At this point I have a more favorable opinion of Newt than I ever did for McCain. McCain was the media’s choice. ’08 was the non-election, chosen, executed, and elected by the MSM. I despise McCain and only voted for him with two hopes: Obama would lose or Palin would get to invoke Section 1 of the 25th amendment.

Newt exudes the persona of the statesman in this bunch. His grasp of issues and his ability at intelligent and succinct messaging is impressive. He has a troubled past to deal with to gain Tea Party support (and other conservatives).

I think one of the major challenges is that he has to figure out how to communicate to the common voter, especially the swing voter. I’ve said many times that Newt is ridiculously brilliant, and he is. The problem with that is that he has a tendency to talk over people’s heads. What he says is spot on and easy to grasp for the political junkies and intelligent people. He has to simplify the message without diluting it.

Enter Cain. Cain speaks and it resonates with people. As corny as it sounds, his story is compelling, and people identify with it and with him. He exemplifies what most Americans have tried to do in life: study hard, go to college, work hard, keep your nose clean, and reap the success and reward that comes with that. Cain would be a formidable third-party candidate.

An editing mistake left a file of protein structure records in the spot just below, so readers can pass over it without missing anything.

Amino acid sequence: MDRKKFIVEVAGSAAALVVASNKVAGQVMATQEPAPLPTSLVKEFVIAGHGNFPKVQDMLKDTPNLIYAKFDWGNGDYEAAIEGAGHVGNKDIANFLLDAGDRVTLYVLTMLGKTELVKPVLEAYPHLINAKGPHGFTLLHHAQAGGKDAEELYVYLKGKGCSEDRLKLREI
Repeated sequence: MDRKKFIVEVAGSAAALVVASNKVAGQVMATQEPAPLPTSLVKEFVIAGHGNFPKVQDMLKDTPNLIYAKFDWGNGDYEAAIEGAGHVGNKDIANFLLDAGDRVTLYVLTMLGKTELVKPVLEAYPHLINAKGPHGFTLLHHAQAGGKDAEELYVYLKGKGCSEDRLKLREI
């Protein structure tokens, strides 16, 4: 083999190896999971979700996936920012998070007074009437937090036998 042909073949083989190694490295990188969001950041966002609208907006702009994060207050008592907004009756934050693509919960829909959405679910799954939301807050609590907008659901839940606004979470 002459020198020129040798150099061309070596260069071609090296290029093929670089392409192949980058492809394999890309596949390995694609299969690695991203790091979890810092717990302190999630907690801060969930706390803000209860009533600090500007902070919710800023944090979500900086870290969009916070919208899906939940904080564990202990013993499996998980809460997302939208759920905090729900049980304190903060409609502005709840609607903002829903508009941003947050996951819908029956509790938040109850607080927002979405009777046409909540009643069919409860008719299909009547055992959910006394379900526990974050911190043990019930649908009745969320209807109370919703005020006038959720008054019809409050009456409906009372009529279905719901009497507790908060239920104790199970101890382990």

I’m not sure of the success of a Newt-Cain or Cain-Newt ticket would be. What I think would be successful is either a more down-to-earth Newt or a more erudite Cain.

He’s not saying anything “amazing,” but he is saying what needs to be said and its resonating.

Let’s not forget the real problem with Newt: He can’t manage a team. Tom Delay once said that working for Newt was tremendously frustrating. That in the morning the leadership team would meet and agree on their messaging for the day. Then around noon, the press would ask about something no one on the team had ever heard of and had no idea how to respond to, because Newt had already gone off the reservation and was saying something totally new and different from what was planned a few hours ago.

Toward the end of his term as speaker there was an attempted Conservative coup against Newt, largely because he was seen as being too friendly to the other side. He was far more ruthless in putting down this dissent than he ever was in dealing with the Democrats.

And finally, at the beginning of his presidential campaign this year, his entire staff resigned.

Newt talks a good game but that’s all he has going for him. He has failed repeatedly as a leader. I would actually rather have Romney – and I can’t stand Romney!

    JayDick in reply to irv. | November 11, 2011 at 2:02 pm

    Do you think Romney has a better chance of winning against Obama? I’m for the person who has the best chance of winning and I don’t know who that is right now. I do think that Newt is the best debater of the group and that will be very important in the election, if Obama would agree to debate him. If I were Obama, I wouldn’t.

Er…. Cain is leading in the polls. Is he the new 13th floor in the hotel or something? This thread offers ample evidence for why the GOP is so liberal. “Conservatives” may talk as if they are conservative but they vote liberal.

Let go of your noses. Cain is for real.